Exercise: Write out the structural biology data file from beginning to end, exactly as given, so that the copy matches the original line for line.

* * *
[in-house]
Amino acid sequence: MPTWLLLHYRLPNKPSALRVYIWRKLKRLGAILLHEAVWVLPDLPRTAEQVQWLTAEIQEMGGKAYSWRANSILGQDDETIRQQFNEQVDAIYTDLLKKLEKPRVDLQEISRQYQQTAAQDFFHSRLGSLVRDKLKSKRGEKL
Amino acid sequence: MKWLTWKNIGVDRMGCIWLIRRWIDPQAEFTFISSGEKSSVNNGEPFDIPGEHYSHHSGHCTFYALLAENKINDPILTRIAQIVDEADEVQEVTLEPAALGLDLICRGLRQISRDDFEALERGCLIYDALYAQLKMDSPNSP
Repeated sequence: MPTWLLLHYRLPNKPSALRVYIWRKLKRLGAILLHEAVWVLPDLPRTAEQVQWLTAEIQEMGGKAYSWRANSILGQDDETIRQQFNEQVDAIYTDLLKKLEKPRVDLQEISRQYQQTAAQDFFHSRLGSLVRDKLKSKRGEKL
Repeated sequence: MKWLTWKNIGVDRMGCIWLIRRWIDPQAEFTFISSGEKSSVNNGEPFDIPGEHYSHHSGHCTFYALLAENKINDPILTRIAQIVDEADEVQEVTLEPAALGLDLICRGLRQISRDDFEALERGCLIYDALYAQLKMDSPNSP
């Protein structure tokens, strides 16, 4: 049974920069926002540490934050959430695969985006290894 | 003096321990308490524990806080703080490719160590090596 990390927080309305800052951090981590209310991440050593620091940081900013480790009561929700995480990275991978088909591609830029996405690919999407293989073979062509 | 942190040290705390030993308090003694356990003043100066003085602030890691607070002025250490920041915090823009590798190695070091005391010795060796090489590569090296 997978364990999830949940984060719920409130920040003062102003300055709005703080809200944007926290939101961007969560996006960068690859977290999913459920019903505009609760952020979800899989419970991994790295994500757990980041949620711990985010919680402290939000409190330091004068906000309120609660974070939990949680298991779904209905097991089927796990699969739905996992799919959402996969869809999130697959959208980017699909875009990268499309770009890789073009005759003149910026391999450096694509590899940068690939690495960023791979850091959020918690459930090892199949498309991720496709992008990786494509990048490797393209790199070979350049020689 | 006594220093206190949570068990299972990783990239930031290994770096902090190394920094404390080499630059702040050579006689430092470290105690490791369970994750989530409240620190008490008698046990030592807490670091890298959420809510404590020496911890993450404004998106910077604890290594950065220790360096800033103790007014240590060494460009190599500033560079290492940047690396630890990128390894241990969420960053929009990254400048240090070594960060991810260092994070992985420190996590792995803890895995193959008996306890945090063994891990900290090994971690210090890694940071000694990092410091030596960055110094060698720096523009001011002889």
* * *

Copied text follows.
[in-house]
Amino acid sequence: MPTWLLLHYRLPNKPSALRVYIWRKLKRLGAILLHEAVWVLPDLPRTAEQVQWLTAEIQEMGGKAYSWRANSILGQDDETIRQQFNEQVDAIYTDLLKKLEKPRVDLQEISRQYQQTAAQDFFHSRLGSLVRDKLKSKRGEKL
Amino acid sequence: MKWLTWKNIGVDRMGCIWLIRRWIDPQAEFTFISSGEKSSVNNGEPFDIPGEHYSHHSGHCTFYALLAENKINDPILTRIAQIVDEADEVQEVTLEPAALGLDLICRGLRQISRDDFEALERGCLIYDALYAQLKMDSPNSP
Repeated sequence: MPTWLLLHYRLPNKPSALRVYIWRKLKRLGAILLHEAVWVLPDLPRTAEQVQWLTAEIQEMGGKAYSWRANSILGQDDETIRQQFNEQVDAIYTDLLKKLEKPRVDLQEISRQYQQTAAQDFFHSRLGSLVRDKLKSKRGEKL
Repeated sequence: MKWLTWKNIGVDRMGCIWLIRRWIDPQAEFTFISSGEKSSVNNGEPFDIPGEHYSHHSGHCTFYALLAENKINDPILTRIAQIVDEADEVQEVTLEPAALGLDLICRGLRQISRDDFEALERGCLIYDALYAQLKMDSPNSP
């Protein structure tokens, strides 16, 4: 049974920069926002540490934050959430695969985006290894 | 003096321990308490524990806080703080490719160590090596 990390927080309305800052951090981590209310991440050593620091940081900013480790009561929700995480990275991978088909591609830029996405690919999407293989073979062509 | 942190040290705390030993308090003694356990003043100066003085602030890691607070002025250490920041915090823009590798190695070091005391010795060796090489590569090296 997978364990999830949940984060719920409130920040003062102003300055709005703080809200944007926290939101961007969560996006960068690859977290999913459920019903505009609760952020979800899989419970991994790295994500757990980041949620711990985010919680402290939000409190330091004068906000309120609660974070939990949680298991779904209905097991089927796990699969739905996992799919959402996969869809999130697959959208980017699909875009990268499309770009890789073009005759003149910026391999450096694509590899940068690939690495960023791979850091959020918690459930090892199949498309991720496709992008990786494509990048490797393209790199070979350049020689 | 006594220093206190949570068990299972990783990239930031290994770096902090190394920094404390080499630059702040050579006689430092470290105690490791369970994750989530409240620190008490008698046990030592807490670091890298959420809510404590020496911890993450404004998106910077604890290594950065220790360096800033103790007014240590060494460009190599500033560079290492940047690396630890990128390894241990969420960053929009990254400048240090070594960060991810260092994070992985420190996590792995803890895995193959008996306890945090063994891990900290090994971690210090890694940071000694990092410091030596960055110094060698720096523009001011002889």